“A recall is supposed to be for some abuse of office — ‘Something outrageous has happened and we have to recall him,’” Davis is quoted as saying in Wednesday’s Sacramento Bee. “It shouldn’t just be, ‘Oh I want to be governor, here’s a cheap way for me to go in the back door rather than go in the front door like everyone else.’”

But Issa and other advocates of the recall have said that Davis’ mishandling of the state budget is reason enough to remove him from office. California is facing a budget deficit of roughly $35 billion, and to bring home their point, recall organizers were expected to picket in front of a Sacramento TV studio Wednesday night, where ABC News was taping a special report on the state’s budget crisis.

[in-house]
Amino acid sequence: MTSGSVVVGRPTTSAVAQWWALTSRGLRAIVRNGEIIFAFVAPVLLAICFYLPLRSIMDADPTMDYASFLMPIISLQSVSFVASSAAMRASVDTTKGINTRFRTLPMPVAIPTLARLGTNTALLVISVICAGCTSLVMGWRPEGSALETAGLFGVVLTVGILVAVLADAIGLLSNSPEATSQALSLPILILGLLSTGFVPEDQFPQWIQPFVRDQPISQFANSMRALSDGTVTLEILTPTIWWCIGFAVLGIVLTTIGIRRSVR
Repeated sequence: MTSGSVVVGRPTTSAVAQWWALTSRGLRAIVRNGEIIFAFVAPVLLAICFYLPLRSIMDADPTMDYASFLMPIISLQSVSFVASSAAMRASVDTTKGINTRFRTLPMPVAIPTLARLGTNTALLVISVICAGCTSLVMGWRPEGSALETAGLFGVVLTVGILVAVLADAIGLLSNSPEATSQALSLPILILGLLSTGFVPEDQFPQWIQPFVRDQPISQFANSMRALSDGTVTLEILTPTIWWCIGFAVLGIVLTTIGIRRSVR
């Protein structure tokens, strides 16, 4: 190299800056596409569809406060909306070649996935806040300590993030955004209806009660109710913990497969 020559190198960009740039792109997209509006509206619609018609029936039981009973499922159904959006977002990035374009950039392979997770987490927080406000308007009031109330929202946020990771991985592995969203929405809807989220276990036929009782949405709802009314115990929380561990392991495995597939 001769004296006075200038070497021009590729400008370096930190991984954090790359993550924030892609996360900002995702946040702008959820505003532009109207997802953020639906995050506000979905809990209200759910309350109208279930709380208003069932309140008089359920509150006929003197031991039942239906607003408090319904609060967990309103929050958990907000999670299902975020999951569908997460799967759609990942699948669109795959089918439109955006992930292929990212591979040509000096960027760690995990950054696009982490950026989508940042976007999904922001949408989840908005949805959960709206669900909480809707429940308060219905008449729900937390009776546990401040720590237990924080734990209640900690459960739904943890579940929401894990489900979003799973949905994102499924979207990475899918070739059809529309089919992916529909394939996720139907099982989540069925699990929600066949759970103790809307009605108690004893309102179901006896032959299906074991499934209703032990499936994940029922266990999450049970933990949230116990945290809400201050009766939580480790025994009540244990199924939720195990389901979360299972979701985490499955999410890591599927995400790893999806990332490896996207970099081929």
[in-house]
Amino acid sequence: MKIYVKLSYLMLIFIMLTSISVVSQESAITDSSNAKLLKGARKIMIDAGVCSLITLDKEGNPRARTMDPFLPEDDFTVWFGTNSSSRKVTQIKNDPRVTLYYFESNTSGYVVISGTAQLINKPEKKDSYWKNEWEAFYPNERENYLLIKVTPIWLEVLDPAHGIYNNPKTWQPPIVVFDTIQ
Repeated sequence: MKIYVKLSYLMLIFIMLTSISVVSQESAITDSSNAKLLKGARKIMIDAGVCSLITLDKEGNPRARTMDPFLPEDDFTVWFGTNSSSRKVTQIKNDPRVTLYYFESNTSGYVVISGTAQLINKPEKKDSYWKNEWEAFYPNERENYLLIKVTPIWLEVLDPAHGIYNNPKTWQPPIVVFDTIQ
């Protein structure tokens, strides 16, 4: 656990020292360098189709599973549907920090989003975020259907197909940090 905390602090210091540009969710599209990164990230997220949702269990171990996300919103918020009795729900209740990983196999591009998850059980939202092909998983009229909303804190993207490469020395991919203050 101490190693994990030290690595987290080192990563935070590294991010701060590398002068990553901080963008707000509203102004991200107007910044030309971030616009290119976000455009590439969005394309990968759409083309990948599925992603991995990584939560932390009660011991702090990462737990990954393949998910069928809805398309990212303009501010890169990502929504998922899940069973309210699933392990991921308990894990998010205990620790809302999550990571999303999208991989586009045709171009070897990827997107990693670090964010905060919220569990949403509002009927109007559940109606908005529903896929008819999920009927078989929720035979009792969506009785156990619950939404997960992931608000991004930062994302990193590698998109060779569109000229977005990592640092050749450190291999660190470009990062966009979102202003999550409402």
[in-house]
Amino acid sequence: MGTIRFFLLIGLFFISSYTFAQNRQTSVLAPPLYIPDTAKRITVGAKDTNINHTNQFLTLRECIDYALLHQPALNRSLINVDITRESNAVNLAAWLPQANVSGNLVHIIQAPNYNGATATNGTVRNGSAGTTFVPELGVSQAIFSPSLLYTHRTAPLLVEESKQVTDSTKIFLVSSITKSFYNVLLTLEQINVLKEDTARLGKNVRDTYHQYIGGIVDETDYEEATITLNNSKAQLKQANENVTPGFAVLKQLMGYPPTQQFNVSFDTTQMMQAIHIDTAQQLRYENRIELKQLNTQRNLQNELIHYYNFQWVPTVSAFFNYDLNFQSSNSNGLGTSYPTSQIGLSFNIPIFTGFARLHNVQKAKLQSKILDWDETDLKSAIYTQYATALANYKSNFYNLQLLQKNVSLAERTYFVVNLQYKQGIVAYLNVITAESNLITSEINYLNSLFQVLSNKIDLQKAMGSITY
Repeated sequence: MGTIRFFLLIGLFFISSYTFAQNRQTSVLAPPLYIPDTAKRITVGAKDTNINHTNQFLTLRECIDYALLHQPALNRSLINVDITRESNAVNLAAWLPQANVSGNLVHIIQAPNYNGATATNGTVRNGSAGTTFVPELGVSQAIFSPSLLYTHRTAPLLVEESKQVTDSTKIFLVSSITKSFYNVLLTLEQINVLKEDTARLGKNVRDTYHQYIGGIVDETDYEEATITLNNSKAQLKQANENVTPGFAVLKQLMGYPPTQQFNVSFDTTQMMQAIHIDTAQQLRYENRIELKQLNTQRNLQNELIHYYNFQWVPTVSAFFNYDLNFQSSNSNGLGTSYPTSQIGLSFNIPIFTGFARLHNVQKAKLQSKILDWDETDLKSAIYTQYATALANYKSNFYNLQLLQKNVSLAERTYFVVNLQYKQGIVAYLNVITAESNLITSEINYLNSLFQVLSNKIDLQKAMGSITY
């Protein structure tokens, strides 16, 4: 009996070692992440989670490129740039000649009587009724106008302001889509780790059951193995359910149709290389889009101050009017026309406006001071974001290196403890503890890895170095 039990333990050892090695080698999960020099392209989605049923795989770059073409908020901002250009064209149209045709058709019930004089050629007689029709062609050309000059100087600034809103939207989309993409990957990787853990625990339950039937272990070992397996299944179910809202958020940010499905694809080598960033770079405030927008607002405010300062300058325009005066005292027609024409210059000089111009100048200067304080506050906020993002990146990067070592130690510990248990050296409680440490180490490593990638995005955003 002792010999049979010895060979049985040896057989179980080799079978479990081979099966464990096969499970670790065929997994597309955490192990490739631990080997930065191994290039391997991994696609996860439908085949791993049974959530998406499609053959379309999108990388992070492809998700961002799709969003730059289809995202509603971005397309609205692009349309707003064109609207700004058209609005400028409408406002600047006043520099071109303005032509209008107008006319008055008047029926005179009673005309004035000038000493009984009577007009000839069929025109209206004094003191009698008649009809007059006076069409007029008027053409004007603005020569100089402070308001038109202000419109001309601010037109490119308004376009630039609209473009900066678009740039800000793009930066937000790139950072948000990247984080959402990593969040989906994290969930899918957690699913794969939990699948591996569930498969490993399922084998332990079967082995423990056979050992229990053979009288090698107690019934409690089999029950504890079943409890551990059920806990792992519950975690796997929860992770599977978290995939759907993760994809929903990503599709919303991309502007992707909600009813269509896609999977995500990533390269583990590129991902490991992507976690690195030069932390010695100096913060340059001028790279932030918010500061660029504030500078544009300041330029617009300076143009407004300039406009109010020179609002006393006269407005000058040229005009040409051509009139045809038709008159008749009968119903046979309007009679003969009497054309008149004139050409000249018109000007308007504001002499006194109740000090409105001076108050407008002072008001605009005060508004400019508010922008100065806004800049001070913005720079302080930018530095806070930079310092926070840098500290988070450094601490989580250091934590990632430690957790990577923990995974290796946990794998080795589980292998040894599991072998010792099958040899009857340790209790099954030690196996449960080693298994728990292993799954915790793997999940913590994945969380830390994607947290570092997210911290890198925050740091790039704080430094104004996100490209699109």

Recall advocates must produce 900,000 valid petition signatures from registered California voters to the secretary of state’s office by September to get the measure on the statewide ballot.

But Issa is hoping they get enough signatures by mid-July — that way, a recall question could be on the ballot in November instead of March 2004, when huge numbers of Democrats are expected to go to the polls in what could be a decisive presidential primary.

— J.K.


Nethercutt ‘Right Down The Middle’ on Race

Rep. George Nethercutt (R) told a Vancouver, Wash., newspaper this week that he is still a few months away from deciding whether to challenge two-term Sen. Patty Murray (D) next year.

“I’m right down the middle,” Nethercutt told The Columbian, adding that he would need $10 million or more to win.

As of March 31, Nethercutt had just $82,000 in the bank, compared to Murray’s $1.6 million.